August 16, 2013

A Chagall Wedding

In our daily morning prayers, we speak of important actions that we should strive to do. They are honoring one’s parents, performing acts of kindness, going to synagogue early, opening one’s home to guests, visiting the sick, providing for the bride, escorting the dead, absorption in prayer, bringing peace among people and studying Torah.

Today, despite the negative stories of Israel upon which the outside world continuously harps, this tiny country is a living testament to such kind acts. There are an abundance of real and current examples of how this country is filled with light and goodness like no other place on earth.

Last night, a special community in Tsfat 'provided for the bride' in a most meaningful, giving way. Here is how it happened.

One week ago, tourists from Holland were travelling around Israel and decided to visit Tsfat. They stopped in at the Tree of Life Cafe, the neighborhood health-food restaurant. The couple was with their two daughters, who were 11 and 13.

They sat sipping refreshingly cool juice under an umbrella and started chatting to Noam, a young 17-year-old waiter. Noam was dati, a religious Jew, and he was curious. They happened to mention that they were not married, which is not uncommon in Holland and in many other Western countries.

The waiter was astounded. He looked at them and at their beautiful daughters and asked, “Don’t you want to get married?”

The couple smiled and replied, “We never really thought about it. Sure, we do.”

“I’ll plan a wedding for you,” the young waiter shot back, beaming.

This was last Friday.  The waiter contacted a rabbi, then found a young couple who runs a Carlebach service at a local shul. Then he called his friends who called their friends. A young woman named Leah acted as the wedding coordinator. The date was set for the following Thursday night and the ceremony was to be performed at the old Ari Sefardi synagogue.

As the excitement mounted, the couple to be married invited everyone they met to the ceremony. They bought dresses for their daughters and waited for the anticipated day.

People in Tsfat, who had barely met this couple started shopping and cooking. Young girls on school vacation (my daughter included) decided to be waitresses and helped with all the food preparation. Professional photographer Jodi Sugar volunteered to take pictures and Meir Glaser, who performs in Carlebach-style concerts, was on hand with his guitar.

Finally Thursday arrived. The young waitresses, who were wearing matching black skirts and crisp white blouses, complete with matching jewelry specially bought for the occasion, helped set up. Their main job seemed to be guarding the candy as small children, whose prime motive was to fill their tiny palms with fistfuls of sugar, buzzed around like a swarm of bees.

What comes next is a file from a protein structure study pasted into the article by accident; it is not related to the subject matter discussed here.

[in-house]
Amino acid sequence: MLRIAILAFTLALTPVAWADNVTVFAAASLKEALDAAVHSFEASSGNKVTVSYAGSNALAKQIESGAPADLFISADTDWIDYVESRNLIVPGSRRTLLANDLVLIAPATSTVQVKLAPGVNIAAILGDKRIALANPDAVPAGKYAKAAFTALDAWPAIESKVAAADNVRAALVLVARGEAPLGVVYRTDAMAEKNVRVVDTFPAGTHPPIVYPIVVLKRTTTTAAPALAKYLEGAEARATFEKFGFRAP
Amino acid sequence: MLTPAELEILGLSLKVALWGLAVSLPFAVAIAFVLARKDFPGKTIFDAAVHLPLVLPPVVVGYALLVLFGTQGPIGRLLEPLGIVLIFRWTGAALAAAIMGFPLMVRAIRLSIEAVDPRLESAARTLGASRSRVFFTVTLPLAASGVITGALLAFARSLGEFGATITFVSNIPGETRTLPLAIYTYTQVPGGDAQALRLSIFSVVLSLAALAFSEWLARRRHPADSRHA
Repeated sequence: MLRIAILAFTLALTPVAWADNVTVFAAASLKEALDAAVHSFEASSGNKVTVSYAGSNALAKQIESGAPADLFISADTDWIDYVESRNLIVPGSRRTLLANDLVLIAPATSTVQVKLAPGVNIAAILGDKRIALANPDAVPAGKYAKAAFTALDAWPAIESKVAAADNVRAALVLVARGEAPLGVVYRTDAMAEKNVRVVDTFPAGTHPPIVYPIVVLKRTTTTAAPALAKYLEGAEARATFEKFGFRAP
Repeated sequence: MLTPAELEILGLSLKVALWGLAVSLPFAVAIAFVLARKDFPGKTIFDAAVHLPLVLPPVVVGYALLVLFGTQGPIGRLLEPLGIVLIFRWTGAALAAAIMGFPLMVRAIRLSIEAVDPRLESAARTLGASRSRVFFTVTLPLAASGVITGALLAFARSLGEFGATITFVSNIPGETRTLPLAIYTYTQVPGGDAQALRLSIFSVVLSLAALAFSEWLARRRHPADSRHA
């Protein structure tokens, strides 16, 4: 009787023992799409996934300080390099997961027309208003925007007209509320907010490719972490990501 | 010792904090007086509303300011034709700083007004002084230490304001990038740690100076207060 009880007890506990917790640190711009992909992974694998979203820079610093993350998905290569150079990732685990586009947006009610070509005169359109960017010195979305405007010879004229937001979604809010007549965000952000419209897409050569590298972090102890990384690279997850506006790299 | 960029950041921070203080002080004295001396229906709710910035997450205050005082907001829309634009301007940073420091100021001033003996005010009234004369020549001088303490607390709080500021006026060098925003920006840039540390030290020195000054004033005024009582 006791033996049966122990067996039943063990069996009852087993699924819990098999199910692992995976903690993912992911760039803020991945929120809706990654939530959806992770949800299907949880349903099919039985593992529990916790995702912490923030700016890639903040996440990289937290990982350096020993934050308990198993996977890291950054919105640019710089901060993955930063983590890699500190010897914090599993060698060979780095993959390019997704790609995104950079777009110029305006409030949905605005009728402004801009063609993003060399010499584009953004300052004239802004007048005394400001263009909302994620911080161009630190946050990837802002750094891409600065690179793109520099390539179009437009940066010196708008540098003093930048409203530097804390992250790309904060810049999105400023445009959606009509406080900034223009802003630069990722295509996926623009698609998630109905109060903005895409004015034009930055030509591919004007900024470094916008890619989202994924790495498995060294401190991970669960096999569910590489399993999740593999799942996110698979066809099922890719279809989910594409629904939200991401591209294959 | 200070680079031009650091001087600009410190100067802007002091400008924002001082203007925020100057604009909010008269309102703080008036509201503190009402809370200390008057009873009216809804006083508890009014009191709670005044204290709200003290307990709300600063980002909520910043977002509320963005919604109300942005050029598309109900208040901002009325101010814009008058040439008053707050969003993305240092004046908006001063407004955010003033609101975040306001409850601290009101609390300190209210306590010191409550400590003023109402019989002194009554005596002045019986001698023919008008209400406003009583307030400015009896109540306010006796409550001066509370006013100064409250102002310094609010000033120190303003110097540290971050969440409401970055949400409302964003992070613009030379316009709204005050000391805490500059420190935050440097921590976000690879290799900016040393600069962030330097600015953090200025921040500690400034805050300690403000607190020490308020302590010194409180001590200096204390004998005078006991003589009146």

“Wait for the chuppah,” they girls chided.

As the sun dipped behind Mount Meiron, blushing behind a soft pink and orange veil, the Dutch family left for synagogue.

The food was ready, the chairs were set out and the guests started to arrive. And as soon as the stars shone brightly above,  the couple stood together in the stone courtyard of the ancient synagogue. Four men, including the young waiter Noam, held a tallis over their heads. A young boy softly played the flute while his father strummed a guitar.  Shlomo Carlebach, if he could have been here, would have been touched. Everyone was smiling.

Stories of Torah sages, illustrating the importance of giving and sharing in marriage, were shared. The bride slowly walked around the groom seven times, their new friends recited the traditional sheva brachot and a glass was smashed.

“Mazal Tov,” everyone shouted and clapped. Guests erupted into song and dance, colorful confetti and candies swirled through the air and, on key, all the kids dove to the floor, mini submarines on a sweet-toothed mission.

Later in the evening, the chassan (groom) brought out his violin and played classical music with love and devotion. With the moon, the stars and the sweet sounds of violin, he could have stepped out of a dreamy Chagall painting. 

“This is the happiest day of my life,” the bride cried, hugging her daughters close.

Everyone laughed and everyone cried.  They danced and sang in true Tsfat style.
The wedding came about with spontaneity, and the speedy preparations were done with love. The ceremony was meaningful, heartfelt and filled with joy.

Chasnasat Kallah,’ escorting the bride, is a mitzvah that is alive and well in Tsfat. 

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